Climbing (but not by bike) - Rock Climbing / Bouldering

Taking a break from training on the bike for a while following Cyclocross season. I’ve been looking for another activity for a change of scene and have ended up going bouldering the past few weeks.

I was wondering if anyone on here does both sports, and if they are in any way complimentary. I figured I’d try and do something to balance out upper body strength a little (while avoiding traditional gym workouts). I’m a complete beginner and I really notice it in upper arms, forearms, fingers, shoulders next day.

Things I like so far: It’s kind of cool to be at the absolute beginner end of a sport (but this can also be pretty frustrating); I love how limited the amount of equipment required is (at this level anyway I basically only need shoes and chalk); good in winter - I can go climb indoors and be warm and dry - no mud / road spray / general grime to clean up afterwards!..Although saying that I have been traveling there by bike.

Anyone have any tips? Have you found climbing helps on the bike in any way (or vice versa)? … Or is it in fact massively detrimental and I should just give up now!?

I mean are you being paid to ride your bike? If the answer is no then do what makes you happy. It might help a bit with core strength but I doubt it would have other benefitial effects that carry over. At the end of the day if you like climbing keep climbing.

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Thanks, I am enjoying both, so I will keep going with both for now. I was really just interested in others personal experiences with both sports more than anything else. If there’s anything you’ve learned from one that can help the other.

One thing that springs to mind for both which I think I need to improve is reading routes - I tend to not be too good at reading the best lines on the bike, and I’m not good at reading routes on the wall. I’m more of a throw myself at the situation and see what happens type. I think I could benefit in both by being more analytical.

Having gone climbing for a few years I personally feel it will help balance out your body physically. Though it is also an unbalanced sport in the sense that you are going almost all concentric movements. It is good to balance this with power yoga or some other eccentric exercises.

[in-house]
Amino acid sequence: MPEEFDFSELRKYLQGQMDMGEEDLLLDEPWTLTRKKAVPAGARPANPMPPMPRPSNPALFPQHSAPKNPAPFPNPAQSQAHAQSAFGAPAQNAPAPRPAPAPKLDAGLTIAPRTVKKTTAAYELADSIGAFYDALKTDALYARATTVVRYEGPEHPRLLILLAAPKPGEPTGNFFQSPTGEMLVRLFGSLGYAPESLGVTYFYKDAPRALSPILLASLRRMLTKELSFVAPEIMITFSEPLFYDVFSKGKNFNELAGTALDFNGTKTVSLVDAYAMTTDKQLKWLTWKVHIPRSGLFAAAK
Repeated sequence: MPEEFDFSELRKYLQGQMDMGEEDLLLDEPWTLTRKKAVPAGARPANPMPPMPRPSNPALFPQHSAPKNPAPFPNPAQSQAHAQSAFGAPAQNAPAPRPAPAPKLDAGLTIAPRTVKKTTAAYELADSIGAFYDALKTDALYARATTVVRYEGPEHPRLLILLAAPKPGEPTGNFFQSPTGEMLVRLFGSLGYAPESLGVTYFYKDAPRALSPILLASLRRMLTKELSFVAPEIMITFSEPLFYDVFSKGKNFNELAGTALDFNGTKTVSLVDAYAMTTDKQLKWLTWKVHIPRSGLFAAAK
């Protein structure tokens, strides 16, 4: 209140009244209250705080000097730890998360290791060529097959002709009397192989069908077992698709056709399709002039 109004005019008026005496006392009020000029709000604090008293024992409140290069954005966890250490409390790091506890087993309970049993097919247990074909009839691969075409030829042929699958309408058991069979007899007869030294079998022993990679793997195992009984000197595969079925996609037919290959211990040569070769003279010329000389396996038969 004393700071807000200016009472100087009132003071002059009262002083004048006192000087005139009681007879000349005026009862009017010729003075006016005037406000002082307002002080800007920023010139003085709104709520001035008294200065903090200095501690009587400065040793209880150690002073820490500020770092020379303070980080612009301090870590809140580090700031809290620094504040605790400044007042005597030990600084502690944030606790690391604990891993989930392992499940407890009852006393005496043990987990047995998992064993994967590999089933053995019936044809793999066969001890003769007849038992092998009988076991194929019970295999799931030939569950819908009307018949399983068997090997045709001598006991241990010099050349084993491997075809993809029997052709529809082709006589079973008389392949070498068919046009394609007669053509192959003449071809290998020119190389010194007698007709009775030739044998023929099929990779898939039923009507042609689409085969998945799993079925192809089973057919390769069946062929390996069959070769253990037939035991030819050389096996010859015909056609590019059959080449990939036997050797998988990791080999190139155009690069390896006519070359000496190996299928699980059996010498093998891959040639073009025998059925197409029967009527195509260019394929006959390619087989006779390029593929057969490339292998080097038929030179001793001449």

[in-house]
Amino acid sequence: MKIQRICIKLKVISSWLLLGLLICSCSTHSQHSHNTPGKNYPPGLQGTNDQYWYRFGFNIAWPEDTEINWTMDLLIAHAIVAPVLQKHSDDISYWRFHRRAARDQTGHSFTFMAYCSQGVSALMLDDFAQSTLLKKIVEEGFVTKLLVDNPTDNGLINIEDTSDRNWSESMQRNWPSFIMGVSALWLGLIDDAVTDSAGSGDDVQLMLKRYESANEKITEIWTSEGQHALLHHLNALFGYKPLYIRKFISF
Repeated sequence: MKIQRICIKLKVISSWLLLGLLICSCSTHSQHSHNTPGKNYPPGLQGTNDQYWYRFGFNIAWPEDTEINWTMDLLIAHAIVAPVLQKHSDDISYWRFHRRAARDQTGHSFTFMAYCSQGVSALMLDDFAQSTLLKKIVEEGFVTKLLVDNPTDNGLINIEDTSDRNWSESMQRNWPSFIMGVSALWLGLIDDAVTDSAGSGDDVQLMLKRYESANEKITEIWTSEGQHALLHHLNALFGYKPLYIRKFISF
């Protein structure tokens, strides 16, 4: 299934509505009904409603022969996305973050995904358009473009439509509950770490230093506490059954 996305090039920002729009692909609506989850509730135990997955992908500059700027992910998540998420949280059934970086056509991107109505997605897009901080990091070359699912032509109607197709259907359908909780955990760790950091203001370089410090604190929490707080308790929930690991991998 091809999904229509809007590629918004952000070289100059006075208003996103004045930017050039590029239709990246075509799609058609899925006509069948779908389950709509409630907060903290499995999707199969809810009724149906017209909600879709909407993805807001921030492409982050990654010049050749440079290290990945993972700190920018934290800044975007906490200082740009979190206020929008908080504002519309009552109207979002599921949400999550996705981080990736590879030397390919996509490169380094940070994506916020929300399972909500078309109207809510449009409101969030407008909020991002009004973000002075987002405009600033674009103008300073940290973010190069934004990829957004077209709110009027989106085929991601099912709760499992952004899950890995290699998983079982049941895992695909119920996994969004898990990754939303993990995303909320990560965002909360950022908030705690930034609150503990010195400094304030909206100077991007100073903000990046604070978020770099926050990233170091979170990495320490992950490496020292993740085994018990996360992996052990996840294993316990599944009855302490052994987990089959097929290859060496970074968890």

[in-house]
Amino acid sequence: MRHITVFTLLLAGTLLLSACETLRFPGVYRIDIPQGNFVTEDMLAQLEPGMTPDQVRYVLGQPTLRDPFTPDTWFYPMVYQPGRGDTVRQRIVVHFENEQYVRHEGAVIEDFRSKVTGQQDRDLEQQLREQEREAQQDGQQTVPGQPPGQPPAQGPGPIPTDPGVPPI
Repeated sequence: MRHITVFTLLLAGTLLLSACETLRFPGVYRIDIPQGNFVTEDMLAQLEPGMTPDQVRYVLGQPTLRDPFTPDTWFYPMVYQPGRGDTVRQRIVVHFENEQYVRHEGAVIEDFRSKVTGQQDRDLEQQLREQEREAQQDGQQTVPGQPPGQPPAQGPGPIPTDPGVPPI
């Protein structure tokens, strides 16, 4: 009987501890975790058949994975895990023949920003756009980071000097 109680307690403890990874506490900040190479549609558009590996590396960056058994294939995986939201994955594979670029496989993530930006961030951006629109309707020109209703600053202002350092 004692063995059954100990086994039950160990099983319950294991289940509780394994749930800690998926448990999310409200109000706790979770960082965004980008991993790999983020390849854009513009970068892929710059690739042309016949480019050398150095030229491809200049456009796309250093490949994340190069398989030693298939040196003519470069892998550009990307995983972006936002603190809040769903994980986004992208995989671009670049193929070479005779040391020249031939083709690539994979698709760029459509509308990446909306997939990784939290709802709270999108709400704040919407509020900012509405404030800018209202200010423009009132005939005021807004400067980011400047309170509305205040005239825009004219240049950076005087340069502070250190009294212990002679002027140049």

Another thing which I think is correct, but could be totally wrong, but I think it would stress your bone structure and may help in increasing upper body bone density which is a problem with cyclists. But that is me theorizing that this is the case.

Also helps with stress and concentration. You won’t get far if you panic on the wall. You learn to hold stressful/painful positions while not panicing. It is also mostly a thinking sport rather than physical. You have to solve the puzzle while maintaining good posture/position/breathing etc.

So for myself it became a sort of meditation. Which I actually experience on the bike as well when TTing.

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Climbing is awesome by itself. Even if there was no crossover benefit to cycling, it’s a ton of fun.

The two biggest things I found are core strength (climbing requires a ton) and forearm / grip strength. Arm pump on the mountain bike became a thing of the past for me.

The other thing climbing and biking enable is big days out in the mountains. Eg aerobic fitness from cycling and climbing ability mean you have the fitness and skills/confidence to climb some big mountains. Build up to something like the Grand Teton - it’s a bucket list thing something like an Ironman or Leadville.

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I love bouldering. I bouldered for quite a few years before taking up cycling. I tore a tendon while climbing a while back and haven’t been back since. I do miss it.
I can’t think of too many benefits to cycling. While it’s true that it is largely concentric, there are also lots of isometric contractions. If you watch good climbers, a lot of the time, one part of their body is locked off and stabilized while one arm or leg moves. In the beginning, lots of climbers move their whole body, lunging from one hold to the other. There are actually some eccentric contractions when bouldering though. Every time you fall, you are eccentrically loading your legs (pretty intensely) to cushion the fall. Hopefully you’re landing on your feet anyway:)
In terms of tips. Just enjoy it. Have fun learning and getting stronger. Feel the movement, the balance, the flow. To me, that was the most fun part. The other part which I especially enjoyed was figuring out little tweaks to body position which would allow me to succefully climb what previously felt impossibility. Be careful not to stress your joints too much. Especially in the beginning, if a hold feels like it is putting too much stress on your joints, don’t risk it. There will be lots of other problems (Boulder routes) to challenge yourself on. A basic tip which you may have already figured out is to keep your hips close to the wall. Experiment with moving your hips side to side and rotating them to figure out the best position. In no time that will become automatic.